6. Mahanagar (The Big City) (1963)
Richly appreciated by such scholars of the art as Roger Ebert, ‘Mahanagar’ marked the emancipation of Ray as a realist. With the city of Kolkata (then Calcutta) acting as the archetypal setting of the movie, ‘Mahanagar’ refreshingly deals with the seemingly simple yet emotionally complex nature of the Indian middle class. It needs to be remembered here that the country was going through a major modernist transformation when the film was made. Ray captures this transition with a rare aplomb and through a quintessentially feminist lens. The film also showcases a battle between generations in addition to treading in such murky territories as patriarchy, traditionalism, feminism and the propensity to adapt oneself to the changing environment. It was based on a short story called ‘Abataranika’ by renowned Bengali author and poet Narendranath Mitra.
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5. Aranyer Din Ratri (Days and Nights in the Forest) (1970)
A deeply experimental work by Ray, ‘Aranyer Din Ratri’ is one of the first Indian movies to be completely set in the forest. A film that explores the themes of fidelity, narcissism, love and loss through a seemingly hazy perspective; ‘Aranyer Din Ratri’ is as much disturbing as it is moving. Based on a novel bearing the identical name by Sunil Gangopadhyay, ‘Aranyer Din Ratri’ actually creates tension through the subtle employment of humour. It follows the exploits of four friends who set out on a pleasure trip to the forests in Palamau in modern Jharkhand (then in Bihar). The movie inspired a lot of future filmmakers and a sequel known as ‘Abar Aranye’ (2003) by Goutam Ghose, one of the more well known contemporary faces of Bengali cinema.
4. Devi (The Goddess) (1960)
Adapted from a short story by renowned Bengali author Provatkumar Mukhopadhyay, ‘Devi’ is a profound piece of work that explores the preeminence of superstition in 19th-century Bengal through a magnifying lens. Intensely humane yet suave, the movie was globally appreciated. The film follows the story of a newly-married woman and her supposed transformation to the human incarnation of Goddess Kali thanks to her deeply religious father-in-law. ‘Devi’ also touches upon such concepts as strict dogmas, love, tragedy and loss.
3. Jalsaghar (The Music Room) (1958)
A film that cemented the international credentials of Ray after the path-breaking success of ‘Pather Panchali’ (Song of the Little Road) (1955), ‘Jalsaghar’ is cinema at its very best. It masterfully depicts the gradual decline of the feudal system in Bengal. Nuanced, layered and thematically rich; the movie chronicles the story of a Zamindar (landlord) who loves to dwell in the past and pass his time idly listening to Indian classical music. With globally recognized Sitar maestro and one of the most well known faces of Indian classical music Ustad Vilayat Khan composing the music for the film, it is indeed a audio-visual delight. The movie; based on a short story of the same name by legendary Bengali litterateur Tarashankar Bandopadhyay; deals with such complex subjects as pride, past, status, contentment and proclivity.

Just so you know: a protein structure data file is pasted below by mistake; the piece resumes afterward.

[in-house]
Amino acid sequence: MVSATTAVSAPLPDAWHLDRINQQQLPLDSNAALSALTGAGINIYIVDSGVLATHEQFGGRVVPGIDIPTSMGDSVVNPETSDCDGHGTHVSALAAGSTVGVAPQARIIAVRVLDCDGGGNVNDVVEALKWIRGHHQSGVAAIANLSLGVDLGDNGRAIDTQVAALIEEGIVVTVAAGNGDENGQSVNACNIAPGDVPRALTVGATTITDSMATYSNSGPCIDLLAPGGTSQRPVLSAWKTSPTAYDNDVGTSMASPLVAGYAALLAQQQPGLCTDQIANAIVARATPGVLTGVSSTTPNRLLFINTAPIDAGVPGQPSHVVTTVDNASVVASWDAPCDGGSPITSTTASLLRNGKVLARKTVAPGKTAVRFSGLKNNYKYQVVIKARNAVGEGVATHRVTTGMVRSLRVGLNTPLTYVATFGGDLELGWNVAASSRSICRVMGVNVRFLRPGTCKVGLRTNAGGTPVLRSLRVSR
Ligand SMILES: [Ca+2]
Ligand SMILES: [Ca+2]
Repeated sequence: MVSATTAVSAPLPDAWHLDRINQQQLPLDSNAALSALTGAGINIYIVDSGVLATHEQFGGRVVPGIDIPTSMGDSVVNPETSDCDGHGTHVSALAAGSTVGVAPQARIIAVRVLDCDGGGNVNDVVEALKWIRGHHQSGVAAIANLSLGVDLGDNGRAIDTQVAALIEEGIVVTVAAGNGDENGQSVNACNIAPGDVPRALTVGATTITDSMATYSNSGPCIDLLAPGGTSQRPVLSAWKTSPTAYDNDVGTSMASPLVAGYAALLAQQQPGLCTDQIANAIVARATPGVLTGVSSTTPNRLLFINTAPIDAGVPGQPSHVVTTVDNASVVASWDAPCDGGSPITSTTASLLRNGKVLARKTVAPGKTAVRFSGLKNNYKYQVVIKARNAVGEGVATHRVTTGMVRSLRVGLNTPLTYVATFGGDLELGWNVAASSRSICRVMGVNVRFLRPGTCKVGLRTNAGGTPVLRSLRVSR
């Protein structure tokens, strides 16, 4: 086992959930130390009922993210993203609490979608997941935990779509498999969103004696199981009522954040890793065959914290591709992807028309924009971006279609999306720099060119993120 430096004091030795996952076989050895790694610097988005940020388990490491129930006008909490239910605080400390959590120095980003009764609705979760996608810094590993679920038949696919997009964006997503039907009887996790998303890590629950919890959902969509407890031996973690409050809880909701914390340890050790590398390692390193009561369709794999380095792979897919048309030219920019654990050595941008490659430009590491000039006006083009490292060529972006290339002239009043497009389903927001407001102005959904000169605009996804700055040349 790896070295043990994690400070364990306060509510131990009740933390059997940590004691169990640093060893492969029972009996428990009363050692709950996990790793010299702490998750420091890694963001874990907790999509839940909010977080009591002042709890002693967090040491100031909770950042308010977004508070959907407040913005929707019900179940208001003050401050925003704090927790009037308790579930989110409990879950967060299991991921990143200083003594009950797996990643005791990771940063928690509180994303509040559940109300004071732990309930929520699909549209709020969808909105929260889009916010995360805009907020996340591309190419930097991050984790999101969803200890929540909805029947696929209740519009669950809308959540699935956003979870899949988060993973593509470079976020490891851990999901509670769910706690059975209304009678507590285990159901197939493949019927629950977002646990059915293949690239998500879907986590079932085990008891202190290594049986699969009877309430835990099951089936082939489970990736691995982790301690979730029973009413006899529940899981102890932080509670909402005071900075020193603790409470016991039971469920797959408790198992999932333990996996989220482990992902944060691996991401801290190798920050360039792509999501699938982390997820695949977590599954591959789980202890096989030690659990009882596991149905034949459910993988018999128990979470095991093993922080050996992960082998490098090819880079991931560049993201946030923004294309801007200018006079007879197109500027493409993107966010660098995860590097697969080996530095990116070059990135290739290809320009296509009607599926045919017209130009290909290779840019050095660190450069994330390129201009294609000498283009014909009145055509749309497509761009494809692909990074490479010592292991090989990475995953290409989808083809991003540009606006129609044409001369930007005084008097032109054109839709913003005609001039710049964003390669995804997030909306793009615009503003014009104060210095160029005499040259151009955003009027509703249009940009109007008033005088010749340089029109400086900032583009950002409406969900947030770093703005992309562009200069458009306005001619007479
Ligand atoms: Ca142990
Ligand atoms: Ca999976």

2. The Apu Trilogy (Pather Panchali, Aparajito & Apur Sansar) (Song of the Little Road, The Unvanquished & The World of Apu) (1955, 1956 & 1959)
There is a reason why we at The Cinemaholic decided to mention the entire trilogy instead of the singular piece ‘Pather Panchali’. While ‘Pather Panchali’ is the most well known work in the trilogy, it has to be remembered that it is a sine-qua-non to see the entire trilogy to actually understand Ray’s vision. Let us just say that the trilogy is poetry on screen. Universally applauded, ‘The Apu Trilogy’ established Ray as the most potent force of Indian cinema. It firmly stands as a cinematic landmark in its own right – a work of art that changed the Indian cinemascape forever. What is the trilogy all about? To put it in a nutshell, it is about the trivialities of daily life. Never before had an auteur delved so deep into the dynamics and redundancies of daily life and in such a profoundly humane fashion. While ‘Pather Panchali’ establishes the narrative and portrays the childhood of Apu, ‘Aparajito’ follows him till his adolescence. ‘Apur Sansar’ showcases the adulthood of Apu and his plunge into family life. The trilogy is based on a couple of books by Bibhutibhushan Bandopadhyay, one of the most acclaimed Bengali litterateurs. Today ‘Pather Panchali’ is widely regarded as one of the best movies ever made and has been repeatedly mentioned in numerous best movies lists. Not to mention that it deservedly claimed the Best Human Document award at the Cannes Film Festival in 1956.
1. Charulata (The Lonely Wife) (1964)
As for us at The Cinemaholic, ‘Charulata’ is by far the best piece of work from Ray’s stables and we have definite reasons to believe so. ‘Charulata’ is probably the boldest statement from the coffers of Indian cinema. Known globally as ‘The Lonely Wife’, the movie perfectly embodies the transitioning Bengal towards the later part of the nineteenth century. This is notwithstanding the fact that the dominant critical discourse has more often than not delineated it as a romantic fable involving a married woman and her brother-in-law. The film, based on a semi-autobiographical 1901-novella by the literary genius Rabindranath Tagore, could very well be described as a feminist statement, something that was rather rare in the Indian context at that time. The movie is beset with countless elements and allusions that could make anyone sit up and take notice. Not only was the film a distinct aberration in the Indian movie-making circuit, its language was decidedly universal.